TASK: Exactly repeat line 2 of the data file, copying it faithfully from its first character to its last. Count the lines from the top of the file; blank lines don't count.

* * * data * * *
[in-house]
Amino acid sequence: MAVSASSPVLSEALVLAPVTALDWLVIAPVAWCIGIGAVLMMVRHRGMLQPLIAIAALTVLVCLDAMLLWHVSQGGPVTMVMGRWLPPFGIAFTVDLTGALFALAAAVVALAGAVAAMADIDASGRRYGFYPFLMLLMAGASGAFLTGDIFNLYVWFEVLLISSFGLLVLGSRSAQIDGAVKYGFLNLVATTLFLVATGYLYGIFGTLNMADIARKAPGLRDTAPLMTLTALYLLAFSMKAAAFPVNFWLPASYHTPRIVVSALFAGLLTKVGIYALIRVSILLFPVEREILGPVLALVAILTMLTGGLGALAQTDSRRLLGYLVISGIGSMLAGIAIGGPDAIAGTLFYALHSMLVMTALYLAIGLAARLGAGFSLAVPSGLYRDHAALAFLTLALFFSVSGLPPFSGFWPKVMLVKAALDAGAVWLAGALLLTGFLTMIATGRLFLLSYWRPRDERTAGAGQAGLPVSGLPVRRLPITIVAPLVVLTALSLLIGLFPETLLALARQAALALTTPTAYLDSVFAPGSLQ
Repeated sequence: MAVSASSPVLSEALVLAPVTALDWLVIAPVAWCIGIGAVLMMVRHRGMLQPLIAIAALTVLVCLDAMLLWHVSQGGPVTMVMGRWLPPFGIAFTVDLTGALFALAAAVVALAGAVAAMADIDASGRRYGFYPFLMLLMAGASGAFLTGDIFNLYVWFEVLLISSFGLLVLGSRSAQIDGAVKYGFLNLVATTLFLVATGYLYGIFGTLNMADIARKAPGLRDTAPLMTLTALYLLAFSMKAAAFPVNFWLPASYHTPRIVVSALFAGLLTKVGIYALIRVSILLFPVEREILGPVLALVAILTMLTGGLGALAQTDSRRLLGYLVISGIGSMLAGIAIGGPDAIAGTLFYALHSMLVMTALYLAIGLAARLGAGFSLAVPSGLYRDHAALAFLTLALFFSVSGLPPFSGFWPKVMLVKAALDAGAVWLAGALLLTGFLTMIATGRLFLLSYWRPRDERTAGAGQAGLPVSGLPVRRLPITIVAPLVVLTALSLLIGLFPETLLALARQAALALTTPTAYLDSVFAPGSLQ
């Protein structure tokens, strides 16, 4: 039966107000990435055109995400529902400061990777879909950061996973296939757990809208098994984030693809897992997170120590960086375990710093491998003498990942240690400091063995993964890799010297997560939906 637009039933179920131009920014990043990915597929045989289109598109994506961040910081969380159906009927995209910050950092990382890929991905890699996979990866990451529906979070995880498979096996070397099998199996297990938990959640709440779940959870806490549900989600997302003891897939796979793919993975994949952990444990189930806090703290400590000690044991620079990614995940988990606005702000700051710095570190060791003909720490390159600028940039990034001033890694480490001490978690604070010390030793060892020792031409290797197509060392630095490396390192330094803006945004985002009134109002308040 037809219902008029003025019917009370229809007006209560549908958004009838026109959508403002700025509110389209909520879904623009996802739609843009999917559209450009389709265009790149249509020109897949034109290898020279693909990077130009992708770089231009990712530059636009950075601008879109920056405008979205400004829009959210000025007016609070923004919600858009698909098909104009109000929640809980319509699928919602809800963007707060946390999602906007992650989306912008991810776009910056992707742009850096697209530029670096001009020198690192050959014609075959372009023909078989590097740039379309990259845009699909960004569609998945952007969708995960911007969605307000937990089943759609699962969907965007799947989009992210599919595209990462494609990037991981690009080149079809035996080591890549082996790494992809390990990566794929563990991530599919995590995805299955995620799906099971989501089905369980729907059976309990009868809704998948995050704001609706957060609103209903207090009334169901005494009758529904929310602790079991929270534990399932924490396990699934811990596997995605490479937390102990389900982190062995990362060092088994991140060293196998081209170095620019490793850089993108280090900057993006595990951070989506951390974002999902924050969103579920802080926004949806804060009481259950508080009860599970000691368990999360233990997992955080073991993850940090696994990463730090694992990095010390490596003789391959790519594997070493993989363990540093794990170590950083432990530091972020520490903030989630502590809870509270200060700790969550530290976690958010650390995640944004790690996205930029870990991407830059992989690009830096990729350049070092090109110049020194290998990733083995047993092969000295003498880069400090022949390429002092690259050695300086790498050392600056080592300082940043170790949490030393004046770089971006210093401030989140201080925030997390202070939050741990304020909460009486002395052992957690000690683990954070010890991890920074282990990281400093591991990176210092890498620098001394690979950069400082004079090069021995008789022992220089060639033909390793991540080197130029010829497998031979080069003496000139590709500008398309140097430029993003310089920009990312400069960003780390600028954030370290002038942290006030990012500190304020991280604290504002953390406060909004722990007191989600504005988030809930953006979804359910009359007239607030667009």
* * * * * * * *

Amino acid sequence: MAVSASSPVLSEALVLAPVTALDWLVIAPVAWCIGIGAVLMMVRHRGMLQPLIAIAALTVLVCLDAMLLWHVSQGGPVTMVMGRWLPPFGIAFTVDLTGALFALAAAVVALAGAVAAMADIDASGRRYGFYPFLMLLMAGASGAFLTGDIFNLYVWFEVLLISSFGLLVLGSRSAQIDGAVKYGFLNLVATTLFLVATGYLYGIFGTLNMADIARKAPGLRDTAPLMTLTALYLLAFSMKAAAFPVNFWLPASYHTPRIVVSALFAGLLTKVGIYALIRVSILLFPVEREILGPVLALVAILTMLTGGLGALAQTDSRRLLGYLVISGIGSMLAGIAIGGPDAIAGTLFYALHSMLVMTALYLAIGLAARLGAGFSLAVPSGLYRDHAALAFLTLALFFSVSGLPPFSGFWPKVMLVKAALDAGAVWLAGALLLTGFLTMIATGRLFLLSYWRPRDERTAGAGQAGLPVSGLPVRRLPITIVAPLVVLTALSLLIGLFPETLLALARQAALALTTPTAYLDSVFAPGSLQ